The Reka Maximovitch-Phaneesh Murthy episode triggered a scandal in India Inc. But Infosys’ handling of it raises the bar for settlement of sexual harrasement cases in India writes SUCHETA DALAL
There is hardly any award for good corporate practices that Infosys Technologies has not won in the last few years. Forbes magazine has described it as ‘‘a model of transparency, not just for the rest of corporate India but for companies everywhere’’.
Phaneesh Murthy, as the marketing whiz heading the all-important US operations, was one of its brightest stars. He is credited with the phenomenal growth of its business in that country, which quite justified his Rs 1.92 crore monthly paycheck — among the highest in India Inc and about 10 times more than that of the Infosys core team.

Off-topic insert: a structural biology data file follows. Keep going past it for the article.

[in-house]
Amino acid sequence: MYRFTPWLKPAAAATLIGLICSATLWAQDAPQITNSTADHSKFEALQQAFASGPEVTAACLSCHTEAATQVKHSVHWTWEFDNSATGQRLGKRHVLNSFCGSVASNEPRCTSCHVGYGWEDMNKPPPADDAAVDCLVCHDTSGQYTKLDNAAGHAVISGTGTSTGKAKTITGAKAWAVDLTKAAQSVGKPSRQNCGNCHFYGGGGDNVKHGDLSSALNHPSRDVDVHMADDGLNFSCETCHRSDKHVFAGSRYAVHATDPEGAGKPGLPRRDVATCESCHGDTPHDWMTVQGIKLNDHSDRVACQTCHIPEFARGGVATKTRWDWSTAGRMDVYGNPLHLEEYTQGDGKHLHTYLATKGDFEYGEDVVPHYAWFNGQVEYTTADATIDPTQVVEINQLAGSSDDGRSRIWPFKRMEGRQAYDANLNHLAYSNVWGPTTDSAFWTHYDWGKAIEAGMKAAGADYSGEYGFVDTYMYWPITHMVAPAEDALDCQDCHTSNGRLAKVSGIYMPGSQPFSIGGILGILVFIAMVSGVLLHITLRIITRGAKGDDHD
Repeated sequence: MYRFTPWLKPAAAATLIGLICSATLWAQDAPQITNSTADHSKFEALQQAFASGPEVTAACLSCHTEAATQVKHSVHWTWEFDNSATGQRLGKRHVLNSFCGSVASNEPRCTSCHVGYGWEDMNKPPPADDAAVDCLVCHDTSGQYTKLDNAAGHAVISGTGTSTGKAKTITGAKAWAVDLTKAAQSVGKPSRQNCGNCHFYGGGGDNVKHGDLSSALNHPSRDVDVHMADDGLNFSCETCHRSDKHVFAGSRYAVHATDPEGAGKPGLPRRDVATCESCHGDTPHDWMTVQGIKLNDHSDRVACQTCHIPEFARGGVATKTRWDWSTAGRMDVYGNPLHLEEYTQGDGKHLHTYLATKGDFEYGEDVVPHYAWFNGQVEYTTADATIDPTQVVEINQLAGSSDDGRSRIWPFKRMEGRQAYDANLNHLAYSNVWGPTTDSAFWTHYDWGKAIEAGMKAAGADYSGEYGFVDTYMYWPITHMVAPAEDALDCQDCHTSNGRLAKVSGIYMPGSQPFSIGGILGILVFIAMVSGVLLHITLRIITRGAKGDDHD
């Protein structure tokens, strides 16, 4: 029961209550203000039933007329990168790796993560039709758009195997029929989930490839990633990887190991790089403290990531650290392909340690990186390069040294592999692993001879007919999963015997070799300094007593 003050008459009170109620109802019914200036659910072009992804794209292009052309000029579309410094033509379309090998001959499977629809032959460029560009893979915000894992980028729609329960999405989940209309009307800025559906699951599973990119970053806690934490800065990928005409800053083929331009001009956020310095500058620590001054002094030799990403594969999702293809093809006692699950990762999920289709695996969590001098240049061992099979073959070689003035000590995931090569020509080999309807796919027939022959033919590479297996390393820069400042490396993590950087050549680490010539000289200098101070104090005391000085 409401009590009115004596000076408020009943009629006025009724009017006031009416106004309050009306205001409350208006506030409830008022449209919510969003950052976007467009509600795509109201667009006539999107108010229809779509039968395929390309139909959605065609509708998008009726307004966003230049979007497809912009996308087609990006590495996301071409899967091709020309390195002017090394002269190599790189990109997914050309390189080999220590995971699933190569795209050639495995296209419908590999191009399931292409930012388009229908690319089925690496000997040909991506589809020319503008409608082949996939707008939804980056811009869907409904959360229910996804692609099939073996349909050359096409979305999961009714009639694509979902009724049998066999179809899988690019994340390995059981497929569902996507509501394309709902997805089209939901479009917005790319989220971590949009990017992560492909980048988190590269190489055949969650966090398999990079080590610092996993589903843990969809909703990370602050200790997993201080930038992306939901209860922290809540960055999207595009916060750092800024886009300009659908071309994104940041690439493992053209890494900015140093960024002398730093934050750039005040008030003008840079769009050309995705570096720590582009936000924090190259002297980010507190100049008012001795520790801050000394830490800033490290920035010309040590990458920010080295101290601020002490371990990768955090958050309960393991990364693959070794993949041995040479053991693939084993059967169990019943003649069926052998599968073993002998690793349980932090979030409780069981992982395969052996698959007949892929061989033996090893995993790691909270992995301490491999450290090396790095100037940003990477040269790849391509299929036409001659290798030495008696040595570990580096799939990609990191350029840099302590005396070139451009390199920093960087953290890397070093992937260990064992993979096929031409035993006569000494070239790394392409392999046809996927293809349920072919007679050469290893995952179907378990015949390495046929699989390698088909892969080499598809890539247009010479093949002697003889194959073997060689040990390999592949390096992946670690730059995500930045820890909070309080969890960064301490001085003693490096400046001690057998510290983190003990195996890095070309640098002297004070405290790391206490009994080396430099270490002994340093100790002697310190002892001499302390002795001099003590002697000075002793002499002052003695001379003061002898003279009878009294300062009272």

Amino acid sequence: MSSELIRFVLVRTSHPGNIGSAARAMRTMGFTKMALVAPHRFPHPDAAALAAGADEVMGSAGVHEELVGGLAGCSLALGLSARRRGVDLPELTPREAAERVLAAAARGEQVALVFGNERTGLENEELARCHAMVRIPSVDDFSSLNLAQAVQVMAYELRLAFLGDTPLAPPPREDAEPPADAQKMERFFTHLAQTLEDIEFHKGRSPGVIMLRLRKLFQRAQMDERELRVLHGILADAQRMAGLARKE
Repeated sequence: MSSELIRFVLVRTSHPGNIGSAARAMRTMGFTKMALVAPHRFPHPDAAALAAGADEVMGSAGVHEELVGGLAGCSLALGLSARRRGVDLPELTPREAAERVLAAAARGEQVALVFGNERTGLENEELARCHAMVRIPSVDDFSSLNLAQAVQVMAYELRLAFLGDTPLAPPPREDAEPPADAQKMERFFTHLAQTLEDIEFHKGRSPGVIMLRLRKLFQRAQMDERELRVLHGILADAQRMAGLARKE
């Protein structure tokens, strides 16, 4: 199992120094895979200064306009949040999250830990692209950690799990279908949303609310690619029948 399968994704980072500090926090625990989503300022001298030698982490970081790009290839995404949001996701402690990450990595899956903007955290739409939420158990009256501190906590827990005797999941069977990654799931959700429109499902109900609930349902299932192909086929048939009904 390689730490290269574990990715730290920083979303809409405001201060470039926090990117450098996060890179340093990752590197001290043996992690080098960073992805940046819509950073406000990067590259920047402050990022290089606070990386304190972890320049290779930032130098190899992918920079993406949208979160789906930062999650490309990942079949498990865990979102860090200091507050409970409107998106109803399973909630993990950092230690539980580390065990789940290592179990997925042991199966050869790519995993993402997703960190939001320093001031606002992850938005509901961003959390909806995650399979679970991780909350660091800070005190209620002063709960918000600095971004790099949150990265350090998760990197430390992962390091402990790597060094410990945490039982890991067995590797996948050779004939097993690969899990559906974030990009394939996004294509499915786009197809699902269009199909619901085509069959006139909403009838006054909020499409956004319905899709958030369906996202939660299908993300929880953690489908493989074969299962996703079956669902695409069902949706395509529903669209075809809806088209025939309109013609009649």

The Vishaka judgment
A sathin working for a state-run women’s development programme in Rajasthan was gangraped by five upper caste men in 1992. It was followed by an appalling display of negligence and deliberate inaction on the part of the police, the medical personnel and the magistrate, all of whom went out of their way to prevent the sathin from registering her case and providing evidence. One question, which arose from the case was whether, apart from rape, the State could camouflage its own accountability in the matter, since the sathin had complained to the local authorities about the sexual harassment she faced.
So, who pays for sexual harassment?
When Infosys decided to settle with its former employee Reka Maximovitch at $3 million, plus nearly $1 million more in costs, more than half the money came from its insurance company. Infosys paid $1.5 million and Phaneesh Murthy, the accused, paid nothing.
How does insurance pay for charges of sexual harassment? An insurance company chief says that the Directors & Officers (D&O) liability policy covers all named and unnamed people in a company from risks and liabilities associated with their work including gender, sexual and racial discrimination and harassment.